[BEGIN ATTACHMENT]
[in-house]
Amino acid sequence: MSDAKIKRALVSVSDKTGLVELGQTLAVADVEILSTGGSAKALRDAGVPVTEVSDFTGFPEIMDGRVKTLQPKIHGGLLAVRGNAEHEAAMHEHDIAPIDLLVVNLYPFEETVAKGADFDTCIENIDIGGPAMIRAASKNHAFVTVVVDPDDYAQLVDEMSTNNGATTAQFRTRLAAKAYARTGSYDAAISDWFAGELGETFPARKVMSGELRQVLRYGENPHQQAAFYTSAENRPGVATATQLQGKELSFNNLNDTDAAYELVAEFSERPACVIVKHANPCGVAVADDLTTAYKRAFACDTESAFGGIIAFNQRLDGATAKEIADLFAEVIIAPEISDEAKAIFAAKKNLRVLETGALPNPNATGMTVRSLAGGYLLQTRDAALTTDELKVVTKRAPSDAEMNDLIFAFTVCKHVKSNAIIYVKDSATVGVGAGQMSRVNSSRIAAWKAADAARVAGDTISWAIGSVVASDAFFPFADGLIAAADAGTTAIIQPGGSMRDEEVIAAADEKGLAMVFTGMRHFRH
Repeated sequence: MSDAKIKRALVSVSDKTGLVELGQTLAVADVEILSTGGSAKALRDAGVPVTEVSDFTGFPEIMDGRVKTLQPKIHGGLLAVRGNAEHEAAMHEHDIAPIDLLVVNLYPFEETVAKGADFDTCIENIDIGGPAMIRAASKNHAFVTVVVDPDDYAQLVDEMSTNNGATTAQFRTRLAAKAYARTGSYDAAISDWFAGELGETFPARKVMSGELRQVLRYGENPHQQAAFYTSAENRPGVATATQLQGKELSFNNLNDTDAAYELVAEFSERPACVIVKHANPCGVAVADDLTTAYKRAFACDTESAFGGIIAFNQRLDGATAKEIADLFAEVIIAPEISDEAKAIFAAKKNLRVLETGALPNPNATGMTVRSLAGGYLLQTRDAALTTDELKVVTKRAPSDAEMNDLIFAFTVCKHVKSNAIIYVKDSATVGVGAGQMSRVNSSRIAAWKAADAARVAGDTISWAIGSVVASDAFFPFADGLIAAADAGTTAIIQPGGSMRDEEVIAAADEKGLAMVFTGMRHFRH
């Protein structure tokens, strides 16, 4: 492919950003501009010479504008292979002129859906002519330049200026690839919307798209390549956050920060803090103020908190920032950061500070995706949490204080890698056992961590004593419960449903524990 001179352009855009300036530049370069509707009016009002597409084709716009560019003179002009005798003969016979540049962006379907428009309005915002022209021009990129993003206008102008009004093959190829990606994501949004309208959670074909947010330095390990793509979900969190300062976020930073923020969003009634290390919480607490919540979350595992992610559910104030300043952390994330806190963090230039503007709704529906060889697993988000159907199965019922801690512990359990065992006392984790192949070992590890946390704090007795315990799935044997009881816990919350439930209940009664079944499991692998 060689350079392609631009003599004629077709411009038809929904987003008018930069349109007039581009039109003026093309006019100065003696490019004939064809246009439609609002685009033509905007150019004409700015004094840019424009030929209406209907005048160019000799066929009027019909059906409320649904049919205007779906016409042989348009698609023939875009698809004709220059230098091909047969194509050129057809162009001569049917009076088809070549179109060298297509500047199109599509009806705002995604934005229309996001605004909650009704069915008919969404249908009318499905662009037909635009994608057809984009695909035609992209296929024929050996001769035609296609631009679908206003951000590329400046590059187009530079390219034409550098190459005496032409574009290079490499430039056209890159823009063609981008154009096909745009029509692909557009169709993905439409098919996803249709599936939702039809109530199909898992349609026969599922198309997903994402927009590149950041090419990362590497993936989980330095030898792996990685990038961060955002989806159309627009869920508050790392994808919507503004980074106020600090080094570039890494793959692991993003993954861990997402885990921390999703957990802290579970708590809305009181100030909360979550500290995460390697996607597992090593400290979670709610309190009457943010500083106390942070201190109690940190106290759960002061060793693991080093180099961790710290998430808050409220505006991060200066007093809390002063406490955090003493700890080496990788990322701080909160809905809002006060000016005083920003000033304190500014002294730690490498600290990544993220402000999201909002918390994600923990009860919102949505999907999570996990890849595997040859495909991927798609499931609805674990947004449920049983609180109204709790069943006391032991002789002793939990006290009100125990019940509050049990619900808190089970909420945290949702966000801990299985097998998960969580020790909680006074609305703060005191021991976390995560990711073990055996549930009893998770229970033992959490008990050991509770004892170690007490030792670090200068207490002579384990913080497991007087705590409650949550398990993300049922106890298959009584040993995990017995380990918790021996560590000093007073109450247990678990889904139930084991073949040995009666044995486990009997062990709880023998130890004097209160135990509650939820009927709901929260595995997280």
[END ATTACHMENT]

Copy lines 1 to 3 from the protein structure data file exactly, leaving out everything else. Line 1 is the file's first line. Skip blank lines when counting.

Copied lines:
[in-house]
Amino acid sequence: MSDAKIKRALVSVSDKTGLVELGQTLAVADVEILSTGGSAKALRDAGVPVTEVSDFTGFPEIMDGRVKTLQPKIHGGLLAVRGNAEHEAAMHEHDIAPIDLLVVNLYPFEETVAKGADFDTCIENIDIGGPAMIRAASKNHAFVTVVVDPDDYAQLVDEMSTNNGATTAQFRTRLAAKAYARTGSYDAAISDWFAGELGETFPARKVMSGELRQVLRYGENPHQQAAFYTSAENRPGVATATQLQGKELSFNNLNDTDAAYELVAEFSERPACVIVKHANPCGVAVADDLTTAYKRAFACDTESAFGGIIAFNQRLDGATAKEIADLFAEVIIAPEISDEAKAIFAAKKNLRVLETGALPNPNATGMTVRSLAGGYLLQTRDAALTTDELKVVTKRAPSDAEMNDLIFAFTVCKHVKSNAIIYVKDSATVGVGAGQMSRVNSSRIAAWKAADAARVAGDTISWAIGSVVASDAFFPFADGLIAAADAGTTAIIQPGGSMRDEEVIAAADEKGLAMVFTGMRHFRH
Repeated sequence: MSDAKIKRALVSVSDKTGLVELGQTLAVADVEILSTGGSAKALRDAGVPVTEVSDFTGFPEIMDGRVKTLQPKIHGGLLAVRGNAEHEAAMHEHDIAPIDLLVVNLYPFEETVAKGADFDTCIENIDIGGPAMIRAASKNHAFVTVVVDPDDYAQLVDEMSTNNGATTAQFRTRLAAKAYARTGSYDAAISDWFAGELGETFPARKVMSGELRQVLRYGENPHQQAAFYTSAENRPGVATATQLQGKELSFNNLNDTDAAYELVAEFSERPACVIVKHANPCGVAVADDLTTAYKRAFACDTESAFGGIIAFNQRLDGATAKEIADLFAEVIIAPEISDEAKAIFAAKKNLRVLETGALPNPNATGMTVRSLAGGYLLQTRDAALTTDELKVVTKRAPSDAEMNDLIFAFTVCKHVKSNAIIYVKDSATVGVGAGQMSRVNSSRIAAWKAADAARVAGDTISWAIGSVVASDAFFPFADGLIAAADAGTTAIIQPGGSMRDEEVIAAADEKGLAMVFTGMRHFRH